Indian Chicken Saag
India,  Meat and Poultry,  Recipes,  Winter

Indian Chicken Saag

The myth that spinach is a huge reservoir of iron is very old. Already in 1870 a doctor. E. von Wolf published a study claiming that spinach has ten times more iron than other leafy vegetables. The true Spinach fever occurred in the thirties of the twentieth century and was caused by Popeye the sailor who owed spinach for his giant muscles. However, in 1937, German scientists came to the conclusion that spinach had only a tenth of the amount of iron originally assumed. E. von Wolf apparently caused this error by inadvertently moving the decimal point so that the spinach does not contain 30 mg of iron but only 3 mg. Even though spinach is not an iron man among vegetables, it certainly has other benefits that I will mention later on.

It is generally claimed that children do not like spinach. My own children were no exception until they had tasted this traditional Indian recipe. So give it a try too… Saag term means “green” and it is one of the most famous Punjabi recipes.  In the northern regions of India, spinach is often added to meat and poultry. I cook this recipe in several variants. At the initial photo is a popular one of my children with coconut milk.

You will need:

300 g fresh spinach (optionally you can use ready-made spinach puree, frozen or canned)
grated ginger (approx. 2 cm)
2 chopped garlic cloves
1 chilli pepper (free of seeds and finely chopped, if you cook for kids you can, of course, omit it)
oil (I personally use organic coconut oil)
2 bay leaves
1 smaller onion (finely chopped)
4 smaller tomatoes (peeled and chopped) or one tin of canned tomatoes for lazy people like me
2 teaspoons of ground yellow curry (when I cook for kids I use mild Madras curry, but of course, you can choose a hotter variant or you can use yellow curry paste)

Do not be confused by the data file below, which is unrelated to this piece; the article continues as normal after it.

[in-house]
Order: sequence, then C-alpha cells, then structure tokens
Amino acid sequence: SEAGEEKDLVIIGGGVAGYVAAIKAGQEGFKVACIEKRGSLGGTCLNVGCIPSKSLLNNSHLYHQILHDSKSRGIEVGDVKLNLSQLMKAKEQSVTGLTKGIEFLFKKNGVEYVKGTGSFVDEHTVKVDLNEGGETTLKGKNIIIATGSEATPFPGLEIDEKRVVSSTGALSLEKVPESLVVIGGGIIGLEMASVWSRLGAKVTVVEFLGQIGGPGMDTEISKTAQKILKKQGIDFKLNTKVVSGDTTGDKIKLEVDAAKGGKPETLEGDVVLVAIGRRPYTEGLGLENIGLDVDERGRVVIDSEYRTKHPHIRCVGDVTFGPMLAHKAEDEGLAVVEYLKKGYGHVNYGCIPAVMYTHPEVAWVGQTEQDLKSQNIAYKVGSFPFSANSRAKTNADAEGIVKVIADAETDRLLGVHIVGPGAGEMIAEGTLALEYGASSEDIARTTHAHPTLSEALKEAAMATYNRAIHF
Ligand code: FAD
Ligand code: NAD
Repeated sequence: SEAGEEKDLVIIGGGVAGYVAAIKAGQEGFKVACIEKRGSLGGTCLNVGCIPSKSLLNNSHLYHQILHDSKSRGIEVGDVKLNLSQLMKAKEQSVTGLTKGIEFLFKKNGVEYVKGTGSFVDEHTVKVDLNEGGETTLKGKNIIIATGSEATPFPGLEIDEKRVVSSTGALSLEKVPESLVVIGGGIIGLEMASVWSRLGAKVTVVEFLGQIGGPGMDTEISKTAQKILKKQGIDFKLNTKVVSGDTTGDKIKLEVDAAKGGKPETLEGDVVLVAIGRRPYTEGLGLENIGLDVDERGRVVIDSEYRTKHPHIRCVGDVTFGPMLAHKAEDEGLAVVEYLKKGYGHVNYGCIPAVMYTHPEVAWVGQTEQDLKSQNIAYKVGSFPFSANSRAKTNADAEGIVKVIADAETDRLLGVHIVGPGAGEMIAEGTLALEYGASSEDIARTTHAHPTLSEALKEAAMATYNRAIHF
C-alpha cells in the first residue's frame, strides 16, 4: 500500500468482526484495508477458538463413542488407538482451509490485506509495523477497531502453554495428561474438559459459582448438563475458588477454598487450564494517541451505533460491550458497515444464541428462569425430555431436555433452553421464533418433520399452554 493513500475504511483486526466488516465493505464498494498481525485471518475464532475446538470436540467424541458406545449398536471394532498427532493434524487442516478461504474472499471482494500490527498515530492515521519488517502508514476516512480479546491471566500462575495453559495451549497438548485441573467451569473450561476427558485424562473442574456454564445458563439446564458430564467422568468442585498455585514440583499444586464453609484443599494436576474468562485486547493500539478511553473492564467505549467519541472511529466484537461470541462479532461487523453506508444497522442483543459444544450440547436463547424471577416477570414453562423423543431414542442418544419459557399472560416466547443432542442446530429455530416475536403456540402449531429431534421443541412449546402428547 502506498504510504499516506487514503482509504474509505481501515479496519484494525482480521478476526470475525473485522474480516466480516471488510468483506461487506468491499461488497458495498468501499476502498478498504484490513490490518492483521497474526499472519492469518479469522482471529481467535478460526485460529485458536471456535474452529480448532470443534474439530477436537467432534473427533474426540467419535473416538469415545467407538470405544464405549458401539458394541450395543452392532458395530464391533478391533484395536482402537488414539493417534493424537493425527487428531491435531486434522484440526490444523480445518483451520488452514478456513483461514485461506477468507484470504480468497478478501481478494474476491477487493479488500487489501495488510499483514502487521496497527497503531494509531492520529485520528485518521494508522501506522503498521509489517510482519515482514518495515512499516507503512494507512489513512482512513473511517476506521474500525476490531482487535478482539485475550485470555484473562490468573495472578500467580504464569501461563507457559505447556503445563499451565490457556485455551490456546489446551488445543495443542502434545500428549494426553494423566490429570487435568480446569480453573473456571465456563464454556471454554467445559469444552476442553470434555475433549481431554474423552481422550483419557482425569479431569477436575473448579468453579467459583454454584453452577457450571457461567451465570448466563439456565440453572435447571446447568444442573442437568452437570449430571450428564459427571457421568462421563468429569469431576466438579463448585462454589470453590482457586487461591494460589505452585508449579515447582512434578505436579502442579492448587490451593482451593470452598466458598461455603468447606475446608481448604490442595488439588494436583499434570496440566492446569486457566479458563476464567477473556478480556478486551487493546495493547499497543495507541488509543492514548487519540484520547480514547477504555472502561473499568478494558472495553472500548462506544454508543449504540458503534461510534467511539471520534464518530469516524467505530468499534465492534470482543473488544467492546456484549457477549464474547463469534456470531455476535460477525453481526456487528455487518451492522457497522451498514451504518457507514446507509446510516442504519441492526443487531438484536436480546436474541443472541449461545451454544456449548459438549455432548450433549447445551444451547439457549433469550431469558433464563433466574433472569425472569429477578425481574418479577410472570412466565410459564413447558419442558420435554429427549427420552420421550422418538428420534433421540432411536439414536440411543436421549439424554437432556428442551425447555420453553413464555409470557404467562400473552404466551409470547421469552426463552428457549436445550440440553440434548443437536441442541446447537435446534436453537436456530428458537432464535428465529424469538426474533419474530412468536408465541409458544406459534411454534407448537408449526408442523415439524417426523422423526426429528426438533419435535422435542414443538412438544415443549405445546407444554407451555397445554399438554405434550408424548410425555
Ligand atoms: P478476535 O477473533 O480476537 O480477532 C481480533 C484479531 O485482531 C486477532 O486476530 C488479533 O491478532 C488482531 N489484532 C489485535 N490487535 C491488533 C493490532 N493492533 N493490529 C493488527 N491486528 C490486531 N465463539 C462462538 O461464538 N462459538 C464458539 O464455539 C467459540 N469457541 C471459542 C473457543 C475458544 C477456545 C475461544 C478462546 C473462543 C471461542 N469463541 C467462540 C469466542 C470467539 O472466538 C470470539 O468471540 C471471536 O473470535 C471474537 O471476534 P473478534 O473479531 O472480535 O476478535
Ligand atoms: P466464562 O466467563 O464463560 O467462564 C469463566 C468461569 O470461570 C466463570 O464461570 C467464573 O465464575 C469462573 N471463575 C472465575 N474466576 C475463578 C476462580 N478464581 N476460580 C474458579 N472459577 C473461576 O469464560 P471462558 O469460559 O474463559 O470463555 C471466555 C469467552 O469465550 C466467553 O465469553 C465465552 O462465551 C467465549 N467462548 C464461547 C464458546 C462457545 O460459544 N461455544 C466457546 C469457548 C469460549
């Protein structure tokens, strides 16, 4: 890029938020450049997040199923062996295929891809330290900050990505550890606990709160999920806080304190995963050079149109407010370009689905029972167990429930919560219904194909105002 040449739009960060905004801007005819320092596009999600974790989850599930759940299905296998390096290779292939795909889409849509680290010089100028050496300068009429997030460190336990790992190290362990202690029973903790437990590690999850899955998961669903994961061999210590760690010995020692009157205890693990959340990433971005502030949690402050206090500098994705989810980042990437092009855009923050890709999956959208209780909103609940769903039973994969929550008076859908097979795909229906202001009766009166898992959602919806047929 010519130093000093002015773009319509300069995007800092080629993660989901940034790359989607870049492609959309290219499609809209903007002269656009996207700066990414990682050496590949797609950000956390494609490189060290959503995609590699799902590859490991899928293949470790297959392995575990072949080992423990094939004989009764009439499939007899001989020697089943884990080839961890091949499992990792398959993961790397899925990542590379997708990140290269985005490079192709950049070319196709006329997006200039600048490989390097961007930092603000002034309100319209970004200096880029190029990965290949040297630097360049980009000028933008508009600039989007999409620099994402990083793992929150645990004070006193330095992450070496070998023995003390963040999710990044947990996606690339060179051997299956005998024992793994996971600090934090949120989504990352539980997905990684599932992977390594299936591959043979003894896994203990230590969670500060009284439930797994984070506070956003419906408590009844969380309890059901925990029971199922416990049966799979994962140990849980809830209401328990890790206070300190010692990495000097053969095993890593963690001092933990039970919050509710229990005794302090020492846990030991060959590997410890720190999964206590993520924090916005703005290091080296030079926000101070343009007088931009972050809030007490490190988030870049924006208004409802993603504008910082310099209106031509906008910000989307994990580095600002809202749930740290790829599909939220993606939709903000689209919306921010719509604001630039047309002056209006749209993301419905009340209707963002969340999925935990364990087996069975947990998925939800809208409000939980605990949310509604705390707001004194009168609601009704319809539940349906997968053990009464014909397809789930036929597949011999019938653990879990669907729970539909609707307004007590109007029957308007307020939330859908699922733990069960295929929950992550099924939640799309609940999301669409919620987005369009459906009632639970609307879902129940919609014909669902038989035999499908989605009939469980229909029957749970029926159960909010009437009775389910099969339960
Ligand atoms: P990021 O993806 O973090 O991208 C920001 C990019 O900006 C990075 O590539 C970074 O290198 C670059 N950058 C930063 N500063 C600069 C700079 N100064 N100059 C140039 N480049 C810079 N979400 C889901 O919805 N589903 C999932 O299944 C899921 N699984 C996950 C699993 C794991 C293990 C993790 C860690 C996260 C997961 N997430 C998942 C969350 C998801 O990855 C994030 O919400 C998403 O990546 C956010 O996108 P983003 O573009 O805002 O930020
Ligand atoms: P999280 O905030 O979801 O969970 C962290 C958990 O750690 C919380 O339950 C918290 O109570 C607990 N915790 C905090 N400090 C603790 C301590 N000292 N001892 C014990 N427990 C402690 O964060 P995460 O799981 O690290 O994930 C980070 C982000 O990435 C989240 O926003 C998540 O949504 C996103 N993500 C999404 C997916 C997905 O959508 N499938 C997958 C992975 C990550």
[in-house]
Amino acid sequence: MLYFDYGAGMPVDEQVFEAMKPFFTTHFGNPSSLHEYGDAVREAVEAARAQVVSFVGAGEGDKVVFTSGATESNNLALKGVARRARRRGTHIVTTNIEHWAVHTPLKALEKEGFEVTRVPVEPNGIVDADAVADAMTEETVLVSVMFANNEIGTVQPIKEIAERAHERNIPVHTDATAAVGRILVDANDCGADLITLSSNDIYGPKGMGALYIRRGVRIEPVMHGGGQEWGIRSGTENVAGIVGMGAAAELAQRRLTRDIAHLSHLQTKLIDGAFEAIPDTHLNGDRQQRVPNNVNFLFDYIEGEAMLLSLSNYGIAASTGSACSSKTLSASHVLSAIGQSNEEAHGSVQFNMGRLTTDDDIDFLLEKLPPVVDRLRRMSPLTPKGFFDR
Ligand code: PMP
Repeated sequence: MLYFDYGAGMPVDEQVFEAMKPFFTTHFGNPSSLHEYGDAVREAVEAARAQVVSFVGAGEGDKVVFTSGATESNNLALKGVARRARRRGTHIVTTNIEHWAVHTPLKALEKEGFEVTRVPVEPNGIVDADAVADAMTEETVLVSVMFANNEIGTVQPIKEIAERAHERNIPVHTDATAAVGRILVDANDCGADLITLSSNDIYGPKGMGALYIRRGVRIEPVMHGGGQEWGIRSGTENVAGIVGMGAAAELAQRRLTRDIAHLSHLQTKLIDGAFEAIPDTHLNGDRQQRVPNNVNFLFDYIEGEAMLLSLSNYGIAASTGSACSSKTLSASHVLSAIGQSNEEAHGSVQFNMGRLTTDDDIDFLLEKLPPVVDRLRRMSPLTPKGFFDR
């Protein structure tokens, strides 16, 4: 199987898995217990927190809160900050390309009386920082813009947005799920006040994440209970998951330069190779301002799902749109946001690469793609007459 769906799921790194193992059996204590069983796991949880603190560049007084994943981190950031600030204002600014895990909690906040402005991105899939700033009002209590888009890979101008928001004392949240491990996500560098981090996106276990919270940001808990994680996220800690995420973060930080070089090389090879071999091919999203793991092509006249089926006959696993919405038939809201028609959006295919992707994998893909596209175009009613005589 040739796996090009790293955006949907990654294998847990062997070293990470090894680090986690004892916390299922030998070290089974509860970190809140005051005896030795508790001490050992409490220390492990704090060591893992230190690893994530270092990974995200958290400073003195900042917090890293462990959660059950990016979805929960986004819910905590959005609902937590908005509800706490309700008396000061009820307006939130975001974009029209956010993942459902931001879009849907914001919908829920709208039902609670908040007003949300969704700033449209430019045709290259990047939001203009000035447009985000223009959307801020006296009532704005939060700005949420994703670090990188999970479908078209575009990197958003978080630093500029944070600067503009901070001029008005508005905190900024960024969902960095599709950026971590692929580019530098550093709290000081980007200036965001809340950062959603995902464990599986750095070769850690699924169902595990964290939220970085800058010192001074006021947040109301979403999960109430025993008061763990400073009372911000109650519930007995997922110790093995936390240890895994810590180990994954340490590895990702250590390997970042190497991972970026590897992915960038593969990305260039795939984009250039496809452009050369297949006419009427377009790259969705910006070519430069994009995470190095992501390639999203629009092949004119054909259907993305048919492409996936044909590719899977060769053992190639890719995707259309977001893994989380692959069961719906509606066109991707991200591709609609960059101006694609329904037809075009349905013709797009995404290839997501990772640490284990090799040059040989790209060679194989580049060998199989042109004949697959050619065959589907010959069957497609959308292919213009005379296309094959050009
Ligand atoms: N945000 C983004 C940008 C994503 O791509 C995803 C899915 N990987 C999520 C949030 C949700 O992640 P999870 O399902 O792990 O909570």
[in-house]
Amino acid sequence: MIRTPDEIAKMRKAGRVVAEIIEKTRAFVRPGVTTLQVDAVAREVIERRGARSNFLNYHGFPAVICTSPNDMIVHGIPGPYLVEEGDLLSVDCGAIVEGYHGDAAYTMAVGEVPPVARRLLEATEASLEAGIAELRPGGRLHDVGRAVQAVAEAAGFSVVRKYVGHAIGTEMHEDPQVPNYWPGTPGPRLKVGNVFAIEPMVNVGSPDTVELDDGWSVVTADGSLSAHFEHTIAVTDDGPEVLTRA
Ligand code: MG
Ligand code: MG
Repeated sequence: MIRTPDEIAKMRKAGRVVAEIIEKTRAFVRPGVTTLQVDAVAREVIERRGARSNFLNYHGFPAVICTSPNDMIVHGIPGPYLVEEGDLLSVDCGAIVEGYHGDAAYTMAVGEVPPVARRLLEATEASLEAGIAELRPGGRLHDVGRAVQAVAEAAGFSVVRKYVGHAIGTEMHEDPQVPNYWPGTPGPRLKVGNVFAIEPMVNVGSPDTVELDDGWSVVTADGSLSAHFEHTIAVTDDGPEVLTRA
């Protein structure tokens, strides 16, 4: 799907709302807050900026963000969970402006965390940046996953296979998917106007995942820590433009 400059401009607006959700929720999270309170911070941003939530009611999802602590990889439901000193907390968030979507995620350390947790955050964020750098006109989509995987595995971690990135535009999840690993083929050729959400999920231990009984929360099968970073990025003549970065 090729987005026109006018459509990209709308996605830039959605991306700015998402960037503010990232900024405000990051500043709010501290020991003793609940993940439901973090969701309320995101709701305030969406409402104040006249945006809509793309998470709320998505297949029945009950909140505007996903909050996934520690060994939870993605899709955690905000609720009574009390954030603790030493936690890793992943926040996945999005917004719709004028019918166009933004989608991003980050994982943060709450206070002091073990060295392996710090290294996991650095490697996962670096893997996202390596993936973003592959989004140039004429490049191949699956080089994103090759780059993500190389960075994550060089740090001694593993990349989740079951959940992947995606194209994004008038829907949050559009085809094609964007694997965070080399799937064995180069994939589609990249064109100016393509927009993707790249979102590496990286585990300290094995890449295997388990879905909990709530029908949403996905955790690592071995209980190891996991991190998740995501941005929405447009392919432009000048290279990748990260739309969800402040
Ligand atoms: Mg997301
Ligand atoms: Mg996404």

black pepper
chicken breast medallions about three-quarters of a kilogram (or skinless chicken thighs about 4 pieces)
3 large spoonfuls of thick white yoghurt or sour cream (plus extra for serving)
water or chicken broth, fresh coriander or parsley for the garnish

To try the option preferred by my children, instead of yoghurt, you will need canned coconut milk approx. 250 ml. The resulting sauce will be thinner and kinda sweeter.


If you are using fresh spinach, sauté it briefly under the lid without water. Then mix it together with garlic, ginger, chilli and some water. In a deep saucepan or skillet heat the oil, add the bay leaves, pepper and spices and fry for about two minutes to highlight their flavour. Add the onion and fry the mixture for eight minutes. Add the chopped tomatoes and simmer for another five minutes. Then add the grounded curry, salt, mix well and simmer with the lid again. Add the spinach puree and broth or water (about 200 ml, but the amount can be adjusted according to the desired density) and let it braise for another five minutes. Then little by little add the yoghurt (or coconut milk) and mix well. Add the chicken and simmer under a lid for about half an hour or until the chicken is cooked and soft. Serve garnished with parsley or coriander (alternatively, decorate with yoghurt or sour cream) with rice or hot bread called naan.

From the TCM point of view:

I like Indian cuisine. Traditional Indian Ayurveda medicine, like the TCM, says that all five flavours should be present in every meal. The influence of Ayurveda clearly manifests in Indian cooking. Recipes often look complicated, but in fact, they are very sophisticated.  This recipe is a harmonious whole, moreover, it is easy to adjust it if necessary. I would like to give you a few examples of how you can play with the ingredients:

Spinach is cold in nature and has a sweet taste. Therefore helps in feverish conditions, bleeding from the nose, relieves thirst and constipation. On the contrary, the chicken is warm in nature and has a sweet taste as well. Strengthens and warms up the digestive system. Coconut milk is warm in nature, while yoghurt is cold in nature. If you reduce the amount of curry that has a long-term warming effect and add more chilli, which is extremely hot in nature you will shift the food toward the summer season. Why? Chilli has a cooling effect due to the extremely hot nature that causes sweating. I will not discuss the individual ingredients in detail. Instead, let your intuition flow or follow the cheat sheet, which you can find here.

This post contains affiliate links from which I’ll receive small commissions but the price is the same for you. All thoughts and opinions are my own.

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